- BCC convenes a meeting with DEXEU Secretary Dominic Raab and seven Northern European Chambers of Commerce
- The group collectively represents regions and nations that cover 70% of UK-EU trade – around £344bn in 2016
- Recent research by BCC shows a fifth of businesses will move part or all of their business to the EU in the event of a no-deal Brexit
At a meeting today (Thursday) with Brexit Secretary Dominic Raab, the British Chambers of Commerce and six Northern European Chambers of Commerce come together to urge negotiators to avoid a messy, no-deal Brexit – which would see UK firms cut investment and move part of their business to the EU.
In a landmark meeting, the seven Chambers – based in the UK, France, Germany, Ireland, Denmark, and Belgium – come together to discuss progress in the negotiations, including the transition period – and Brexit preparedness.
The Chambers of Commerce urge negotiators to avoid any disruption to tight customs procedures, that risk damaging supply chains and queues at border check points. This is crucial to maintaining frictionless trade that businesses on both sides currently enjoy.
The group of Chambers, connected by wide-reaching networks and transport links, warn that firms are already scaling back on recruitment, investment, and expansion projects – and that negotiators in the UK and EU must ensure a transition period that helps firms prevent a further slump in investment and recruitment.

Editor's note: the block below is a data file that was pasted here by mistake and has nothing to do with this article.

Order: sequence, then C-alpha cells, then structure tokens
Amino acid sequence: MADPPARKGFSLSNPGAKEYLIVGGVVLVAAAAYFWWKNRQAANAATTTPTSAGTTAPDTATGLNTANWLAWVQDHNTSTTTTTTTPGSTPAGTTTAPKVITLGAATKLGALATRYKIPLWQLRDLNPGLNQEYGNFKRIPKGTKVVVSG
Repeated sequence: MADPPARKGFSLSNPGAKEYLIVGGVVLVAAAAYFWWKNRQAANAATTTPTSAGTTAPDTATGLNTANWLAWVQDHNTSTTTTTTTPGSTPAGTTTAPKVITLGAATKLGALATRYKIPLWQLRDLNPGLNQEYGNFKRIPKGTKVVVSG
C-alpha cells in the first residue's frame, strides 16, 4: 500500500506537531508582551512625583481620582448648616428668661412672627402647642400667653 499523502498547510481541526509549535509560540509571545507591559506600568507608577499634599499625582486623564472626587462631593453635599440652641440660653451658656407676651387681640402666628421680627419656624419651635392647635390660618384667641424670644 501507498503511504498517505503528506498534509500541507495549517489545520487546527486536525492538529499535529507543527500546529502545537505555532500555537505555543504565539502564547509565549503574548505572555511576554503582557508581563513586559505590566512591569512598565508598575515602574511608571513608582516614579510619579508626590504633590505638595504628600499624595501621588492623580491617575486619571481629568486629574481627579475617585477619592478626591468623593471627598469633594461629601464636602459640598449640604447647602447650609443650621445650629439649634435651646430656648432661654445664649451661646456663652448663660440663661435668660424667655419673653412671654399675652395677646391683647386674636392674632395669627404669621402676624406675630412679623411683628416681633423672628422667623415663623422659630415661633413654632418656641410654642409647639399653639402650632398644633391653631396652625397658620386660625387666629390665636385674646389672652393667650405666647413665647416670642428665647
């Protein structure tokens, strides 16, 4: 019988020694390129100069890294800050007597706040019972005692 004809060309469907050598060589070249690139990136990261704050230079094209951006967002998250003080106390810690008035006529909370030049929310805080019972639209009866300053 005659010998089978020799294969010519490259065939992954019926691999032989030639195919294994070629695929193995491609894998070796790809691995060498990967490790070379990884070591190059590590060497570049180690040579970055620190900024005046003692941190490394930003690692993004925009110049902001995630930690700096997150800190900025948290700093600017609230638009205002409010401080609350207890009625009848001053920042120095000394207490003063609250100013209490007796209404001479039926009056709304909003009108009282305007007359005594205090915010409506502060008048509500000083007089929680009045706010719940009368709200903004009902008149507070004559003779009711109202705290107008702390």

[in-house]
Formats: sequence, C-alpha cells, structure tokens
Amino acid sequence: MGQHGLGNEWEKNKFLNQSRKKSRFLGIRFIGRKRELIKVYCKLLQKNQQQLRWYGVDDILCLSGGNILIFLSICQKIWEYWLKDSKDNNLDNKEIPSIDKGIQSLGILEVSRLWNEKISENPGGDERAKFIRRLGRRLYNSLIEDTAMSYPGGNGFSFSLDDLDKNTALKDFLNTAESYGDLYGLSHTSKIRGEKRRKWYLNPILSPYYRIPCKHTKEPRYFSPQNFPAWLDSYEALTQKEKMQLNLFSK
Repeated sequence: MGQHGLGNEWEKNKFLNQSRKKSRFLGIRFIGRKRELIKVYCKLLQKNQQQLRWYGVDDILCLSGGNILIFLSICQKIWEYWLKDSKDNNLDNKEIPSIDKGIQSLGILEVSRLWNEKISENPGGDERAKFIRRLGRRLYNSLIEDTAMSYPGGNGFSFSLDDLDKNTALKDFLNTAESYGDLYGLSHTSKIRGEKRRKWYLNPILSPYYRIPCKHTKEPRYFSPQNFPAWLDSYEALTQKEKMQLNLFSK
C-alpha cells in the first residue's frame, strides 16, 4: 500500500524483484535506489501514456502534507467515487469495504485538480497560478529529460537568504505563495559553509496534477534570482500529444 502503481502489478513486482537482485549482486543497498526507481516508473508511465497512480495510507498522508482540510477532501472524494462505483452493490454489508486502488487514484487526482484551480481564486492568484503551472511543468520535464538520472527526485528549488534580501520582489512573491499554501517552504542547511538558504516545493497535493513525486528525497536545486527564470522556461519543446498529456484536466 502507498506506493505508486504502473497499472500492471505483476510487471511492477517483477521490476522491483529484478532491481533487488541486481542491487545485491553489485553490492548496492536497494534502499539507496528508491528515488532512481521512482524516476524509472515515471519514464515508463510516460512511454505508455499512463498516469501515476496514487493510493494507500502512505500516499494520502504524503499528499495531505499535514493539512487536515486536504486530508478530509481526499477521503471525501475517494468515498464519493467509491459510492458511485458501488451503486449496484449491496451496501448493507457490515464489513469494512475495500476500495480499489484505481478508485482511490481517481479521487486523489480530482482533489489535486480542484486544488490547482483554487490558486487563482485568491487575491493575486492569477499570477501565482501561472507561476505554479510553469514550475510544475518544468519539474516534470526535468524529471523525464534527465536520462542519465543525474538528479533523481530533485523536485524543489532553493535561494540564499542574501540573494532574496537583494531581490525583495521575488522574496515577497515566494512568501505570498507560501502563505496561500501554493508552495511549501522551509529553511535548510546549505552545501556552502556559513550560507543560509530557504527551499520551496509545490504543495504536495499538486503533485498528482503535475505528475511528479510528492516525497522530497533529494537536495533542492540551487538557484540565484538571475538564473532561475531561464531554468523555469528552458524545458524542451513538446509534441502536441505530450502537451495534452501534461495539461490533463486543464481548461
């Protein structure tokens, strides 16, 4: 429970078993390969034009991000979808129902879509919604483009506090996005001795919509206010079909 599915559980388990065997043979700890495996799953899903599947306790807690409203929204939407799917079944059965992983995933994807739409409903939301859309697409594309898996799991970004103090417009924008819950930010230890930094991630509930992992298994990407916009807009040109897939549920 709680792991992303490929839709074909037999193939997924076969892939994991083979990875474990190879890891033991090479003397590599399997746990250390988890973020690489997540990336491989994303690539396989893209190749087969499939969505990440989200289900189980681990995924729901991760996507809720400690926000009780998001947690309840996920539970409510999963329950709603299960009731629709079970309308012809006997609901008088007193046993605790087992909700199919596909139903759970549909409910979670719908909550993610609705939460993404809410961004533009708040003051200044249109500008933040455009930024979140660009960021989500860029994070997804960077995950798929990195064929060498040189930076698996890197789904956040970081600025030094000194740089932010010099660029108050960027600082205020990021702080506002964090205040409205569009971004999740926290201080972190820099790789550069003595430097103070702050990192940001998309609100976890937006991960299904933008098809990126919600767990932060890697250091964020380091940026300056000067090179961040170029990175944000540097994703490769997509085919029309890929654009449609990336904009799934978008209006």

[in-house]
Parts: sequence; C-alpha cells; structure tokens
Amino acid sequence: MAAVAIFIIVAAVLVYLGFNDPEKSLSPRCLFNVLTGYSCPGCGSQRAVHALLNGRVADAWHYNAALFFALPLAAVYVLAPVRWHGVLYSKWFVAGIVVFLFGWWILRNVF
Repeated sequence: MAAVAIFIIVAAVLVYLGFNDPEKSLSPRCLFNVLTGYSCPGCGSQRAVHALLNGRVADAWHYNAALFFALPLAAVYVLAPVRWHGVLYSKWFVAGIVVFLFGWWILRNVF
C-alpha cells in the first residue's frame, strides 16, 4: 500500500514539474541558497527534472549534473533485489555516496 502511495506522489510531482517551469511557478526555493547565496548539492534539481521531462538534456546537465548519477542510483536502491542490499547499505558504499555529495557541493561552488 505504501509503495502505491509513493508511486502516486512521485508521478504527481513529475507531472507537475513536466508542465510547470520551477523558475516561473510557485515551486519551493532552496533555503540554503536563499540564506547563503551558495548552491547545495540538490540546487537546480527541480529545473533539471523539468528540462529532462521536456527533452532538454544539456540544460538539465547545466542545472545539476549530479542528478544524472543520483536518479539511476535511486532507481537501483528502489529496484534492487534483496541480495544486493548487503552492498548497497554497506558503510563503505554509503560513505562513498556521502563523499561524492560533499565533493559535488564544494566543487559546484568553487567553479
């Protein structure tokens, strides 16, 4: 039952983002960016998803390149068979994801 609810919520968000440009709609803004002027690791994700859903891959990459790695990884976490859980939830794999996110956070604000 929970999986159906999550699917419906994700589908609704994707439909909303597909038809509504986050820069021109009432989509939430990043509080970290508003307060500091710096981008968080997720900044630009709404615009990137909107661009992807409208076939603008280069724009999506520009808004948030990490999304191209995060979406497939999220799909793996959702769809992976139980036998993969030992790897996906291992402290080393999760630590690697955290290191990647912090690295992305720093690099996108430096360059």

Time is short, and the BCC will urge negotiators to keep at negotiations rather than accept a no-deal.
Ahead of the meeting, Hannah Essex, Co-Executive Director of Policy at the British Chambers of Commerce (BCC), said:
“We are grateful to the Brexit Secretary for taking the time to listen to the concerns of business communities that represent 70% of UK-EU trade.
“We have come together with our European counterparts to stress that a no-deal Brexit would not only impact upon UK business, but would also undermine European firms, supply chains and customs links between the UK and Europe.
“Businesses in the UK are paying attention to the progress in negotiations, but need clarity rather than political posturing if they are to get answers to the practical questions they have. Our Risk Register shows that there remains a high degree of uncertainty for businesses. A transition period is essential to help those firms who are pausing on investment decisions.
“Time is running out. We and our European colleagues urge the negotiators on both sides to act urgently and decisively to get a comprehensive deal done.”